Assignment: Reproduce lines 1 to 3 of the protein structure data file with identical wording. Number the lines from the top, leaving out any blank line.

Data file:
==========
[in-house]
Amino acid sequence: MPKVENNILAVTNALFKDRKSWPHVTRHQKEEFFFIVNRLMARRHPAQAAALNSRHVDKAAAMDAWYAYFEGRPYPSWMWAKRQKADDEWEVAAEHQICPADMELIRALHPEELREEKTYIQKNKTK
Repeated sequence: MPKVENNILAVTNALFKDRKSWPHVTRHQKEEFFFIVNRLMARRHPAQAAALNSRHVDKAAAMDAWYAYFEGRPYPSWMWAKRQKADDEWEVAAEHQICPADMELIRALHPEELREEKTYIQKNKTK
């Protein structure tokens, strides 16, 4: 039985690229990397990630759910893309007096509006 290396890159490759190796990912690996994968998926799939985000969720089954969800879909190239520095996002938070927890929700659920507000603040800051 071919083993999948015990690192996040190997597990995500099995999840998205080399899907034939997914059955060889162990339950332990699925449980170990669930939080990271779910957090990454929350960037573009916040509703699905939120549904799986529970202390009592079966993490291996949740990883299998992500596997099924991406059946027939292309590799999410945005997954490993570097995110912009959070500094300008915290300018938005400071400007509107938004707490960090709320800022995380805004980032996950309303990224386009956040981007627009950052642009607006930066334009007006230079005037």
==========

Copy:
[in-house]
Amino acid sequence: MPKVENNILAVTNALFKDRKSWPHVTRHQKEEFFFIVNRLMARRHPAQAAALNSRHVDKAAAMDAWYAYFEGRPYPSWMWAKRQKADDEWEVAAEHQICPADMELIRALHPEELREEKTYIQKNKTK
Repeated sequence: MPKVENNILAVTNALFKDRKSWPHVTRHQKEEFFFIVNRLMARRHPAQAAALNSRHVDKAAAMDAWYAYFEGRPYPSWMWAKRQKADDEWEVAAEHQICPADMELIRALHPEELREEKTYIQKNKTK